PAWTUCKET, R.I. (WPRI) — Gov. Gina Raimondo signed legislation Friday aimed at keeping the Pawtucket Red Sox in the city, turning attention to whether the team will accept the plan to build a new ballpark or take an offer to move to Worcester.
“The PawSox belong in Pawtucket,” Raimondo said in a statement. “No one wants them to end up in Worcester. This legislation gives Mayor Grebien an opportunity to work with the team over the coming months to keep them here, and it gives Pawtucket a shot at a meaningful economic revitalization.”
Pawtucket Mayor Donald Grebien, one of the biggest cheerleaders for the new stadium, said he’s met with team leaders several times this week and is “optimistic” about Pawtucket’s chances at retaining the minor league ball club.
“This has been a long time coming,” he told Eyewitness News after Raimondo signed the bill. “We’re very excited that this legislation has finally moved along. I thank Governor Raimondo for her leadership. Now, it’s time for us to get on with the business of moving this city forward.”
In a new statement Friday night, PawSox spokesperson Bill Wanless said: “We recognize the step that Governor Raimondo has taken today by signing the proposed Pawtucket ballpark legislation, giving the parties an opportunity to vet the numerous issues presented. This past week, we met with city officials and also with city and state officials to continue discussions regarding the legislation that was passed late last Friday night. Analysis and talks will continue over the holiday week.”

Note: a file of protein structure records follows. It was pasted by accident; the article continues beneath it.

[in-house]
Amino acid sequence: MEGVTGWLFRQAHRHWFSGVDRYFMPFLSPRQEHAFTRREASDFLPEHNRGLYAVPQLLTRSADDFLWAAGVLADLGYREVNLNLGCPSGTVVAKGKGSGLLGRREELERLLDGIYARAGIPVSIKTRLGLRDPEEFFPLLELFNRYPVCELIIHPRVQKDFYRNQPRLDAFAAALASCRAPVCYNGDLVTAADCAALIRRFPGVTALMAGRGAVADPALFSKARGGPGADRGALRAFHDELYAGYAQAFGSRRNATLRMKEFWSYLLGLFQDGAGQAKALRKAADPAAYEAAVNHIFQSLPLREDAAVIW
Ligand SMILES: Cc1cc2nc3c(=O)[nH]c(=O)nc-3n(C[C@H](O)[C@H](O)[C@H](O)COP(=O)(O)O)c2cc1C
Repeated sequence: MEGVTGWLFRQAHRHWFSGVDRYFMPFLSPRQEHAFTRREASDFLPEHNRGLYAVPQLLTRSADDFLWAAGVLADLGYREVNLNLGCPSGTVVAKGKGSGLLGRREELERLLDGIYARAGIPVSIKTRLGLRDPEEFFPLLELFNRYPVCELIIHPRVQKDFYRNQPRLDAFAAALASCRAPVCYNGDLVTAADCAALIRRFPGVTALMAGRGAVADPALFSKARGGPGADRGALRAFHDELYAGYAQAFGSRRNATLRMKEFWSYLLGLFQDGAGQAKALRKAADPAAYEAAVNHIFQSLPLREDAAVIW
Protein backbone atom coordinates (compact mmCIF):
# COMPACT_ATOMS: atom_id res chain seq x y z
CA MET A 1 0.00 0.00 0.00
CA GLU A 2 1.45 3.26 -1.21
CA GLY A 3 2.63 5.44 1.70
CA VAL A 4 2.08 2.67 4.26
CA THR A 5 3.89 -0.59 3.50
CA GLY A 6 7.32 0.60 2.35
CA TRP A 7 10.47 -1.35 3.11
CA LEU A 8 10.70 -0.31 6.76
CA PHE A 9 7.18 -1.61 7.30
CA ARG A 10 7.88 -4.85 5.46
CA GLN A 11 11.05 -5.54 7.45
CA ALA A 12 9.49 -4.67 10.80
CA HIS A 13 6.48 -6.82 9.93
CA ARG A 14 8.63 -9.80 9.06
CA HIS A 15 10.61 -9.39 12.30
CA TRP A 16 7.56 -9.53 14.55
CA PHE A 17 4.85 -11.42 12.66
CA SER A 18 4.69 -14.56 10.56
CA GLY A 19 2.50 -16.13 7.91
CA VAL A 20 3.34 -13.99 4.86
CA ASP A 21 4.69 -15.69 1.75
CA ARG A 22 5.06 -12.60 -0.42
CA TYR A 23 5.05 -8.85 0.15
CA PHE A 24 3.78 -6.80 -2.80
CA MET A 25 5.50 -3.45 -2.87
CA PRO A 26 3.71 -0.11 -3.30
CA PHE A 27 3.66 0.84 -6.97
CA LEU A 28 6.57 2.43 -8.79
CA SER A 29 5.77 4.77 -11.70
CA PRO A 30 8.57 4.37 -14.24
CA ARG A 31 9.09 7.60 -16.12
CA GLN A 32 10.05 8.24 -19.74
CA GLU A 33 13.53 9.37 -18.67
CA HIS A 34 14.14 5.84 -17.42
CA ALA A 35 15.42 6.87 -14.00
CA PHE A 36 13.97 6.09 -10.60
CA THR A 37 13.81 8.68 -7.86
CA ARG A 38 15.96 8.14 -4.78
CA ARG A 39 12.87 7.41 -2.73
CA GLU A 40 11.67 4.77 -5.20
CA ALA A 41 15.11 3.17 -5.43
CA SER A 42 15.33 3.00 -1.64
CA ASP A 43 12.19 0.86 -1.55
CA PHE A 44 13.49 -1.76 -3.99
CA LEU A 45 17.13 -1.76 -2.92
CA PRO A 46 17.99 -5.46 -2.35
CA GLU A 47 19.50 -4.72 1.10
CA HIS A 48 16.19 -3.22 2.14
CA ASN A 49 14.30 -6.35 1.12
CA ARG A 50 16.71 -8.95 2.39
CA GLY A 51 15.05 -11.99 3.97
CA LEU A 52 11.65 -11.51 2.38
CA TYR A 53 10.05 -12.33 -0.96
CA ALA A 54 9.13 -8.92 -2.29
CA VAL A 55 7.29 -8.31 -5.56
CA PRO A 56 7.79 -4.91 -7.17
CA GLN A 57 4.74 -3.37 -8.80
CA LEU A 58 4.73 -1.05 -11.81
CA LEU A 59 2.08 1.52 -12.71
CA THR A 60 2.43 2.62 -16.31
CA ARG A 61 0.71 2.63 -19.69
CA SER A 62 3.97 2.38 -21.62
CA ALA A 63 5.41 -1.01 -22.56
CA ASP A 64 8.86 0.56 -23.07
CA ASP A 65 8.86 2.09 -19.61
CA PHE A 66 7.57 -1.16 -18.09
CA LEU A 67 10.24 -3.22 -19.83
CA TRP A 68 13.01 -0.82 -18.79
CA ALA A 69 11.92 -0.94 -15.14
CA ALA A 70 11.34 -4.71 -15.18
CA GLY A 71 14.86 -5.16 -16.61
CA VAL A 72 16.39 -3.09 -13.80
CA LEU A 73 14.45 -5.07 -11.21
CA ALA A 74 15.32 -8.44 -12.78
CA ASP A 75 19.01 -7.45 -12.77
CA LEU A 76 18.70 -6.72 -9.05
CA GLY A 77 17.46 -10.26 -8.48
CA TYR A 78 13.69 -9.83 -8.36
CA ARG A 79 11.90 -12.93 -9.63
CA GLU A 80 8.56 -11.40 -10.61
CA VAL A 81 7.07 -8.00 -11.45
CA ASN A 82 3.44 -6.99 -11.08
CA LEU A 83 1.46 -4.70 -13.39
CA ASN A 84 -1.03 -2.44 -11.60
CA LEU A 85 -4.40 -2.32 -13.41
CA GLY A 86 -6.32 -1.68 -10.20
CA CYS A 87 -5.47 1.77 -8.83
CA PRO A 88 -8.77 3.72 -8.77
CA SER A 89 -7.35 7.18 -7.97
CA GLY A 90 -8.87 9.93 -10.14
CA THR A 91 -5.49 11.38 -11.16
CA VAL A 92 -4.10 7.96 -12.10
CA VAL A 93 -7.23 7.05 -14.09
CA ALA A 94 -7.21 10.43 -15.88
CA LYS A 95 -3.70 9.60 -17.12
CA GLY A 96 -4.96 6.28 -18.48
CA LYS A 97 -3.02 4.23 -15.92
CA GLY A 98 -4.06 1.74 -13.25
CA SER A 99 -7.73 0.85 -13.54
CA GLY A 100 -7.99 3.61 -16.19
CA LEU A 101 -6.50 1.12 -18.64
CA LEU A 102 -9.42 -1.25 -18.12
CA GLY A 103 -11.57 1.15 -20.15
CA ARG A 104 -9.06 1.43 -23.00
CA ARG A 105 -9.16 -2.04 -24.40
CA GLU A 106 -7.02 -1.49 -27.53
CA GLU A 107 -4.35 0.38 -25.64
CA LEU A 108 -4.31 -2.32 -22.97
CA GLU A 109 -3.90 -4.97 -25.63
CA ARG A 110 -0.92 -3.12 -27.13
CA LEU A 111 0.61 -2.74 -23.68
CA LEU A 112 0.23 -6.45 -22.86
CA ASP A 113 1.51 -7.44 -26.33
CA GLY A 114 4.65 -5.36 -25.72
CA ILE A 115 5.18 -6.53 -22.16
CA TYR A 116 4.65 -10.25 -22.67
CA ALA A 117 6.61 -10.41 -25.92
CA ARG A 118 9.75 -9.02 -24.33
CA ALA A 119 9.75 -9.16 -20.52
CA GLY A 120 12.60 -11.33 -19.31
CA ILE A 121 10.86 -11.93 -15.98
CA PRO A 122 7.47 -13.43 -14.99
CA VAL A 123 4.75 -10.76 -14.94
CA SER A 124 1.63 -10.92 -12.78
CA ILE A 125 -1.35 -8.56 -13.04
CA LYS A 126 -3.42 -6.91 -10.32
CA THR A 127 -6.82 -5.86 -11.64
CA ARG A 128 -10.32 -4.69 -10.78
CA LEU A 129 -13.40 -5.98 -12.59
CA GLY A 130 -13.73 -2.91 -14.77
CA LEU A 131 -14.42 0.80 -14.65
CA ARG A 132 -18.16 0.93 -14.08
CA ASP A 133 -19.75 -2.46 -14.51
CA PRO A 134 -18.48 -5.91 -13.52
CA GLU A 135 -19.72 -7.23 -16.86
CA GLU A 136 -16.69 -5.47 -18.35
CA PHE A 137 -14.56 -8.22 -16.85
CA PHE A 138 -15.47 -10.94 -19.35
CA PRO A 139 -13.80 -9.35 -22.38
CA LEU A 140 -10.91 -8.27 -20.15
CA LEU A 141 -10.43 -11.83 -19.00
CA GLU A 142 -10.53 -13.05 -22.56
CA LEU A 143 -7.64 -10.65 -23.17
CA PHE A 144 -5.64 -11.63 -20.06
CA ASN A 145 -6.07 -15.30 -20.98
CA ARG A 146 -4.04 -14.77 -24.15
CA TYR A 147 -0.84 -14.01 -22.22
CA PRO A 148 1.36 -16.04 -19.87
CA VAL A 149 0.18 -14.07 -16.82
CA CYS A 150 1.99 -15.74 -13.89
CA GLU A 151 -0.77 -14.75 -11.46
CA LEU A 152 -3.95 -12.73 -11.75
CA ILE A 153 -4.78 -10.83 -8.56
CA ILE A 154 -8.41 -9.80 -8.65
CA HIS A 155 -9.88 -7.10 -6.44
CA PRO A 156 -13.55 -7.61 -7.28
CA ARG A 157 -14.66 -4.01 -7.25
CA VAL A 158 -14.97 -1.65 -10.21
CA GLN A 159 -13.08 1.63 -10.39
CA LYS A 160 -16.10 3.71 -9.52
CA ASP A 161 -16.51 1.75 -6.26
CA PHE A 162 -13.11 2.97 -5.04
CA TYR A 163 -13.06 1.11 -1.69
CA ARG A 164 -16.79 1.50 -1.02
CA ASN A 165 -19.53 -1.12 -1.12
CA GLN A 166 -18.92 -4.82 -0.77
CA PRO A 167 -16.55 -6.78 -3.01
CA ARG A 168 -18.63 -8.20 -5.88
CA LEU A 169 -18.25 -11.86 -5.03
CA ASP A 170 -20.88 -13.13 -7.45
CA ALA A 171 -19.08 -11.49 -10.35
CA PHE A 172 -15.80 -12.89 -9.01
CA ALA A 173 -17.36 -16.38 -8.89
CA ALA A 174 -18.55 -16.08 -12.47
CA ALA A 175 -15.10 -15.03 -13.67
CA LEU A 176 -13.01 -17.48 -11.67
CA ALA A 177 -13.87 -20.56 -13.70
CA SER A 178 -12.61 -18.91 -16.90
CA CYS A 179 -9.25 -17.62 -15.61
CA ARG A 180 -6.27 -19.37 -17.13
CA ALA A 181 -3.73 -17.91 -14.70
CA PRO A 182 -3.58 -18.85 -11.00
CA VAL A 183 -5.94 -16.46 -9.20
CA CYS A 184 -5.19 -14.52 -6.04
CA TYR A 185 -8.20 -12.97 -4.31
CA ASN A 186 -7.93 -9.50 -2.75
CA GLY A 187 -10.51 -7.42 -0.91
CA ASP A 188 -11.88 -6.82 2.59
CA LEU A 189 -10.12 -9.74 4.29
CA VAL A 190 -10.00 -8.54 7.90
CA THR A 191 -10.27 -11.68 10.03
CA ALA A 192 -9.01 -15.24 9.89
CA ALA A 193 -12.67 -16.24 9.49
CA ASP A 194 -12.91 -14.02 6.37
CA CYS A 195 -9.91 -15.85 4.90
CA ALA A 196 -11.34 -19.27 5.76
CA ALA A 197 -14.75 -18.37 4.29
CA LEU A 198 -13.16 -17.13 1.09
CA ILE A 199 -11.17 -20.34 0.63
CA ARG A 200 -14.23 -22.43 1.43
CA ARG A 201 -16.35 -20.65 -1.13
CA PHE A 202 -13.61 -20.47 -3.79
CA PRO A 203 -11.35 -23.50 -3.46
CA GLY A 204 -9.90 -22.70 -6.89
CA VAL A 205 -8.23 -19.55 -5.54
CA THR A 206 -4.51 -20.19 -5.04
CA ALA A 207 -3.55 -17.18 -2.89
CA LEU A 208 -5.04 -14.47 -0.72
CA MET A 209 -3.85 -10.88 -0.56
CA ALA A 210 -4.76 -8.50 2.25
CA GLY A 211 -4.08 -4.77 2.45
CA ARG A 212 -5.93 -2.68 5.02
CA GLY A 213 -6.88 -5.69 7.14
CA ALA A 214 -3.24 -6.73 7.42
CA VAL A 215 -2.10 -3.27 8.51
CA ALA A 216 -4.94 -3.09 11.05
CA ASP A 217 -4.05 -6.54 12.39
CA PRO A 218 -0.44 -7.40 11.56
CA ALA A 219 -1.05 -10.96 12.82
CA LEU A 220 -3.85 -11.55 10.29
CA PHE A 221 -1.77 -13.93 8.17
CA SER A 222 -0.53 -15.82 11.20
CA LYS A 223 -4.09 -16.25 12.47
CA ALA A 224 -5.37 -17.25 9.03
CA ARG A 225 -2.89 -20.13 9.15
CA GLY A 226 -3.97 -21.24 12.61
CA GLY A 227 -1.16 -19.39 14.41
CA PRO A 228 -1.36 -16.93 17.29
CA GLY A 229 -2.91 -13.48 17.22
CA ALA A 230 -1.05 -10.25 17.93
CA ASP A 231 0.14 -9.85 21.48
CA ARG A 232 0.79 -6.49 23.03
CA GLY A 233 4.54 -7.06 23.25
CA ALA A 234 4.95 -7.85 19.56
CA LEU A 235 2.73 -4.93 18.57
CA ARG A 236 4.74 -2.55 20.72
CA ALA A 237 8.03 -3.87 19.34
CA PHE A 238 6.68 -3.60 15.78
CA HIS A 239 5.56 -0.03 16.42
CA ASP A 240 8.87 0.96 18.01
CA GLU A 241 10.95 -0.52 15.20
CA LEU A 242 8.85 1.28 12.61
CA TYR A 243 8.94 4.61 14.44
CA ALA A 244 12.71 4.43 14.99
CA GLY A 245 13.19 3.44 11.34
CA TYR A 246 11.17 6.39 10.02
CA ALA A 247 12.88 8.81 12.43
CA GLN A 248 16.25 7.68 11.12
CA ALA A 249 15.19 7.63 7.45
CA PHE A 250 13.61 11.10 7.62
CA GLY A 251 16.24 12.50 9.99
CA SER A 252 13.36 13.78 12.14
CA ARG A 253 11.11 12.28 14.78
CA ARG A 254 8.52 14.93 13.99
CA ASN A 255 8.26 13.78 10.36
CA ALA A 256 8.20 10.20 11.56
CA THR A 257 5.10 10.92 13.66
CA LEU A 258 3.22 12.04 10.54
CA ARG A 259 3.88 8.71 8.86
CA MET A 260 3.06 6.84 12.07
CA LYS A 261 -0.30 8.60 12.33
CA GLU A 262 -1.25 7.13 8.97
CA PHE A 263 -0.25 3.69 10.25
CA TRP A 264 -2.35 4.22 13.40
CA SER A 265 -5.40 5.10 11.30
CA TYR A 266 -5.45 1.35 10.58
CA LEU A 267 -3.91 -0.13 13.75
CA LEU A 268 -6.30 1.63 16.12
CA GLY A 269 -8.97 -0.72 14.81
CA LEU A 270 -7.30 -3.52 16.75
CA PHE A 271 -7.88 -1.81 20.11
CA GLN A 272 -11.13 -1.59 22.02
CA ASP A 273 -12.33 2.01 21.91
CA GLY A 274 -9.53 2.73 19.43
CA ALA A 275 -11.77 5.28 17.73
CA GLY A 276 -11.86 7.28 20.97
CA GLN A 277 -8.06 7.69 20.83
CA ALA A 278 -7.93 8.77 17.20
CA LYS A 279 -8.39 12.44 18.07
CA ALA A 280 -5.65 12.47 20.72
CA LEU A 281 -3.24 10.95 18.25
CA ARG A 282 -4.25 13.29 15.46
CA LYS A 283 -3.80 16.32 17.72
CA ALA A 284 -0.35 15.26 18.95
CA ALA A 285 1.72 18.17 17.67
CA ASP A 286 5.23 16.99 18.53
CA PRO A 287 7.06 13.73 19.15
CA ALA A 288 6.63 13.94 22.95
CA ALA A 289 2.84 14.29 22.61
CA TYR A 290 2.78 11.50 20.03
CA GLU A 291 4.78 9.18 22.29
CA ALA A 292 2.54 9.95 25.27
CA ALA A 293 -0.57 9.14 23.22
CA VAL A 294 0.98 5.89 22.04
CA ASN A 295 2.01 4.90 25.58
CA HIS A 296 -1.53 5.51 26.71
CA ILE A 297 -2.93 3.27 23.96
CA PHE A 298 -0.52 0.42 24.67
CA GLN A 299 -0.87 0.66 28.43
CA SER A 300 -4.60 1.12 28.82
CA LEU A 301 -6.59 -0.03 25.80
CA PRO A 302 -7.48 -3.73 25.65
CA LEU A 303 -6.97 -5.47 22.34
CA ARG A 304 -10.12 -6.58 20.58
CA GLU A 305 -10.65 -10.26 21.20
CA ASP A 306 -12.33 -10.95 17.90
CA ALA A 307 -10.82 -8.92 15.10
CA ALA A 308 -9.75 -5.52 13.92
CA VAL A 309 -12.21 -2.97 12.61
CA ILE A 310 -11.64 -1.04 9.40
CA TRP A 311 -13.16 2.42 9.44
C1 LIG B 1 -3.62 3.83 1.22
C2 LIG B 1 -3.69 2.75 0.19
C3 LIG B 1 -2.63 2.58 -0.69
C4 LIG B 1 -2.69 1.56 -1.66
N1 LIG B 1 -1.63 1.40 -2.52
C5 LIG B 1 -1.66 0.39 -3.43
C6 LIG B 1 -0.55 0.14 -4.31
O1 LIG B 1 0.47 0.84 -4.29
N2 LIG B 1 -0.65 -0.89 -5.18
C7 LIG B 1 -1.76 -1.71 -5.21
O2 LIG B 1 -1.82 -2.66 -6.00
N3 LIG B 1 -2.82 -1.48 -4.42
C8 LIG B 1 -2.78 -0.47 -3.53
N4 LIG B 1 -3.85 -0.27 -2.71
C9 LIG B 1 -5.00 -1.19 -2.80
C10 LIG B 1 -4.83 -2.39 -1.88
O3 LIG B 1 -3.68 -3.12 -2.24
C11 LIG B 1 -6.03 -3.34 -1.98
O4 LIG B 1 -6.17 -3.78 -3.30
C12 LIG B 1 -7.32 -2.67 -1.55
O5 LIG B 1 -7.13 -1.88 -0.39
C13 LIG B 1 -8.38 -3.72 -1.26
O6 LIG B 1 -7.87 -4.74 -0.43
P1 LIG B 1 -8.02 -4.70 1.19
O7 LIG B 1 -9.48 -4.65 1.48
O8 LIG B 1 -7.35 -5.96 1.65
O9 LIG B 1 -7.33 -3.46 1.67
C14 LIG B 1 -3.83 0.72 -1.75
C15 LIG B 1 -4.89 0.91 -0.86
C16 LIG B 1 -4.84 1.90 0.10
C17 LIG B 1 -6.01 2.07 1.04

“They have not closed the door,” Grebien told Eyewitness News on Thursday after those meetings took place. “They are definitely having discussions with Worcester and they are definitely having discussions with us.”
MassLive reported Friday that Worcester has spent $178,000 in consulting fees in eight months as part of the city’s effort to woo the team to Central Massachusetts.
The bill, which cleared the General Assembly last week, calls for a new $83-million ballpark to be built on the Apex site in Pawtucket. Most of the money – $71 million – would be borrowed by the quasi-public Pawtucket Redevelopment Agency; $33 million of that debt would be repaid by the team, and $38 million would be repaid with state and city tax revenue. The team would cover the other $12 million.
Raimondo’s Democratic primary opponent Matt Brown blasted her decision to sign the legislation, saying in a statement: “Rather than negotiate a better deal, she has capitulated to the whims of billionaires and forced Rhode Island taxpayers to help pay for a stadium the team’s owners should pay for themselves. Like many Rhode Islanders I want the PawSox to stay in Pawtucket, but not when it means more unnecessary taxpayer handouts to wealthy corporations.”